You want to do everything possible to help a loved one in need, no matter what. If your loved one has been arrested, you may immediately make plans to have them released. Doing so usually involves arranging for bail, but you must use care not to get taken by bail scams. Read on to learn about some common scams perpetrated by those eager to take advantage of helpful relatives during stressful times.
Bail Bonding Schemes
Make no mistake about it—bail bonding companies offer people a wonderful service. Without a bail bonding company, those arrested would have to pay the exorbitant full bail before they could be released from jail. By paying a fraction of the bail, your loved one is free to go. Most bail bond companies are reputable and work closely with the nearby jails and courthouses to provide this service. Good bail bonding companies are pretty easy to find, but unscrupulous scammers pretending to be bonding agents are turning a legitimate service into a way to rip off the vulnerable loved ones of the accused.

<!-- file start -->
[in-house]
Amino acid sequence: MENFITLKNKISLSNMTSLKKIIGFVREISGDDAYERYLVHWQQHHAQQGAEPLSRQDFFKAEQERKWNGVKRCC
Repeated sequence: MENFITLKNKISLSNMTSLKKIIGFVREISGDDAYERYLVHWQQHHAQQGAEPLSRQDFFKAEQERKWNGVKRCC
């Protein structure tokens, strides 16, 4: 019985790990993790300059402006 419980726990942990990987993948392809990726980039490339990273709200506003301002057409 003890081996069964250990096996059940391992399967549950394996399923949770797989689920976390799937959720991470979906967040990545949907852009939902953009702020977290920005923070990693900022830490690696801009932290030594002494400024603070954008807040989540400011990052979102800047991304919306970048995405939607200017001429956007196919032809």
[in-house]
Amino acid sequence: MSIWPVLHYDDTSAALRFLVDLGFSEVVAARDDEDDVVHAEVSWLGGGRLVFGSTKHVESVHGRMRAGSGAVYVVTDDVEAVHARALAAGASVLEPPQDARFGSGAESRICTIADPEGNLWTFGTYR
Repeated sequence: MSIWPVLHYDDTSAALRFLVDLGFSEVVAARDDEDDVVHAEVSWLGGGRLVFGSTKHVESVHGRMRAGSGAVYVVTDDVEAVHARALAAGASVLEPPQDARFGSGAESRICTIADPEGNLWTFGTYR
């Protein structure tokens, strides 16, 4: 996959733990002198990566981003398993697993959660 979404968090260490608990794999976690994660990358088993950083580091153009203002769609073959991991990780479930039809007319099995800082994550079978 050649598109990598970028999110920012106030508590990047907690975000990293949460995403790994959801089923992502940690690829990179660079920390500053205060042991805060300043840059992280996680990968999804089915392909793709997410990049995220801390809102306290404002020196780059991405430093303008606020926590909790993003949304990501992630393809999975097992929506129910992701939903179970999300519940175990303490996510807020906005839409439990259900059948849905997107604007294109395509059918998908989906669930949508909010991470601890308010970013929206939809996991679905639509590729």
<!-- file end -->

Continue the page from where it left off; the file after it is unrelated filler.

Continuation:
Calls from Fake Bonding Agents
In most cases, you will be informed of your loved one's arrest when they phone you themselves. Unfortunately, bond scammers are more likely to phone you instead of your loved one and ask you to arrange bail. When you get such a phone, it's vital that you verify the information. Ask to phone the bonding agent back and call the correctional facility yourself. They can tell you about the status of a loved one and about any bail opportunities. Do some research online to ensure the bonding agency is real. If they are local, do some checking with the courthouse and the Better Business Bureau before you give them any money. Never provide payment information over the phone without checking on the agency.
Why Do the Scammers Know So Much?
One of the problems with this and other types of scams is that the caller knows details about your loved one. This adds a false sense of security to the transaction. In fact, the information about arrests is available to anyone with a computer or smartphone. Most agencies make arrests information public and scammers can learn about the full name, birth date, amount of the bail, the charges, and even view a photo of the person arrested.
Bailing Out a Loved One From Afar
Most scammers prey on distant relatives, geographically speaking. They know it's more difficult to verify information when you are hundreds of miles away from your loved one. If a loved one is in jail, always call the jail first. If you wish to bail them out, phone several bonding agencies and ask about doing business over the phone. It is possible to send payment information and sign agreements using email, but it should be you that makes the phone call and not the bonding agent.
For more information, reach out to bail bond services near you.